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As we get older, our knees and hips begin to suffer wear and tear from a lifetime of bearing our weight. While older generations may have had to suffer with it, these days replacement surgery has become the norm.
But that’s not to say that it’s not scary. The idea of having part of your body removed and replaced is certainly strange for some people. Not to the mention the worry of recovering after the operation and associated pain.
Years of pain also mean you may have altered the way you walk and move, putting additional strain on different joints and areas of your body. Physical therapy can help, and you may want to investigate getting started with this before your knee replacement. It will also help to strengthen the muscles around your knee that will aid your recovery.
Other top tips for an easier knee replacement recovery include:
- Before your operation, make sure your home will be safe on your return. This includes removing any loose rugs from the floor, ensuring you have a safe bannister for any stairs or steps.
- Make sure you can get in and out of the bath or shower safely. Use a rubber mat in the bath to prevent yourself slipping.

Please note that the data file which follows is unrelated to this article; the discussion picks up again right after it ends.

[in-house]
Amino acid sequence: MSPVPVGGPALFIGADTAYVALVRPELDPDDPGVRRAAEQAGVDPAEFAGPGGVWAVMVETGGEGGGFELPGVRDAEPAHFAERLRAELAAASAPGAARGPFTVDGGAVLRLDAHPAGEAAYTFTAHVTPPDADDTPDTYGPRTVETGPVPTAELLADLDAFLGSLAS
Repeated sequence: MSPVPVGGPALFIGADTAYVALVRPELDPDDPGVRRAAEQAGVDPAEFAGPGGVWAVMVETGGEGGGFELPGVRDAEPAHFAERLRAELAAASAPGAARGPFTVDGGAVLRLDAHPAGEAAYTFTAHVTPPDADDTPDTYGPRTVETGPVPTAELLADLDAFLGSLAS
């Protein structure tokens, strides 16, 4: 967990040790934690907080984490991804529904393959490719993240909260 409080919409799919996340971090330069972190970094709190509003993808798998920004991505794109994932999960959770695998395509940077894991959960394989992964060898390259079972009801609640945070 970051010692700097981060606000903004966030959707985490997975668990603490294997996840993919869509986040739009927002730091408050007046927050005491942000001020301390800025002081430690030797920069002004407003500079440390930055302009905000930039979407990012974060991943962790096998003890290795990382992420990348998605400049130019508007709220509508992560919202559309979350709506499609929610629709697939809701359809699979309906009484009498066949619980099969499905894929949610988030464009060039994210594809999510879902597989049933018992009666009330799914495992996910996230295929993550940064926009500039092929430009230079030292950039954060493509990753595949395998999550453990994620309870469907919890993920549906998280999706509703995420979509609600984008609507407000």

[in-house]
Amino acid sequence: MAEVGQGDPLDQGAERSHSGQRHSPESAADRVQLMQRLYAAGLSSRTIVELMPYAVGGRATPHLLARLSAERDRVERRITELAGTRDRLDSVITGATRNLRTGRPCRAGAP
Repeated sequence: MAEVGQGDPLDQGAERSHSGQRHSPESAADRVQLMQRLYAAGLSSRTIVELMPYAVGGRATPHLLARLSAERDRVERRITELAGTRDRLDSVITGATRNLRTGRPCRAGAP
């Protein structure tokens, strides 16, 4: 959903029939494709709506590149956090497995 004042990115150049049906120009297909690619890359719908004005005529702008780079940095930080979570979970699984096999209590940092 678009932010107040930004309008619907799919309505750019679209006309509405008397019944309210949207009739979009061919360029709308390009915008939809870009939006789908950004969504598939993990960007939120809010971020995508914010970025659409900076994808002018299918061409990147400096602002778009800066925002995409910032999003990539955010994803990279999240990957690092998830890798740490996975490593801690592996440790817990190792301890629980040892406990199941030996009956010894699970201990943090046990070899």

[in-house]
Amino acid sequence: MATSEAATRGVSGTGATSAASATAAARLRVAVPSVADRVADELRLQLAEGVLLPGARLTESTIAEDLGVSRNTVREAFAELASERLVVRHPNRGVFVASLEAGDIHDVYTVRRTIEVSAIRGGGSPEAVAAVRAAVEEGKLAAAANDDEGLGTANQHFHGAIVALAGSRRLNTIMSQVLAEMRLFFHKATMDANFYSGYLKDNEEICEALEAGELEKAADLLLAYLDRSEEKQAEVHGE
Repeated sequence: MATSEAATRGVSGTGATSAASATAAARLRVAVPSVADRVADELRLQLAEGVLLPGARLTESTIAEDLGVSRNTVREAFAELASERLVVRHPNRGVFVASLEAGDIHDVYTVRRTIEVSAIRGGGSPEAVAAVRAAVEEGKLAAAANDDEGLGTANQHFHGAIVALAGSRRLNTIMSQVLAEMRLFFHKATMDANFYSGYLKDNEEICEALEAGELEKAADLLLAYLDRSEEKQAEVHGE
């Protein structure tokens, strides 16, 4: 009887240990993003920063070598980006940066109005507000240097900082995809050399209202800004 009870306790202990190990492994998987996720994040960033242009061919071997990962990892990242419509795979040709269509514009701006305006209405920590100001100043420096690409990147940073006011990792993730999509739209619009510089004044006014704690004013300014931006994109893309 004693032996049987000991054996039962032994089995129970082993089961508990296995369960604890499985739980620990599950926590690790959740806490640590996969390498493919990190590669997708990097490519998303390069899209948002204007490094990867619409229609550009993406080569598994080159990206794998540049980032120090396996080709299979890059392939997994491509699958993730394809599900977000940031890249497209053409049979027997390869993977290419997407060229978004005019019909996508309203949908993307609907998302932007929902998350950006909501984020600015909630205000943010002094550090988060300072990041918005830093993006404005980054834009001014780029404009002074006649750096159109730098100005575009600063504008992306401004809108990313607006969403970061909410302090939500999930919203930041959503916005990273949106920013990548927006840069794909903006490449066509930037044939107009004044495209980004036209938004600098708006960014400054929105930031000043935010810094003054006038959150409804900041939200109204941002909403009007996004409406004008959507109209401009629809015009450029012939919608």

- Obtain a raised seat for your toilet that will make it much easier to sit down and stand up again, without having to bend your knees to 90 degrees.
- If you have a dog, ask someone to shut it in another room when you first enter your home, to prevent it jumping up and hurting you. (Of course, you will be as eager to see your pet as they will be to see you, but it will only be for a few moments).
- Ask someone to stay with you as you recover. Even if it’s just for a few days until you get your confidence back – especially when going up and down stairs.
- Always do your exercises – even if it is uncomfortable. This is the single most important thing you can do to aid your recovery in both the short-term and for a better long-term result too. You’ll find they get easier as the days progress.
- Borrow a wheeled-trolley for your kitchen – you’d be surprised how difficult it can be to carry a hot drink or a plate of food to the table if you are cooking with crutches.
- Buy some slippers or comfortable shoes that you can put on and take off without having to do up any laces or buckles as you may not be able to bend your knee enough straightaway.
- Continue to take any prescribed painkillers and anti-inflammatories even if you feel you don’t need them.
- Do not sit with your legs crossed for six weeks after your operation, as this can interfere with your blood flow.
- Do not sleep with a pillow under your knee as this can result in a permanently bent knee because the muscles will shorten.
Of course, recovery will be different for each and every person, but in general, you should be able to resume most of your normal activities by about 6 weeks after surgery.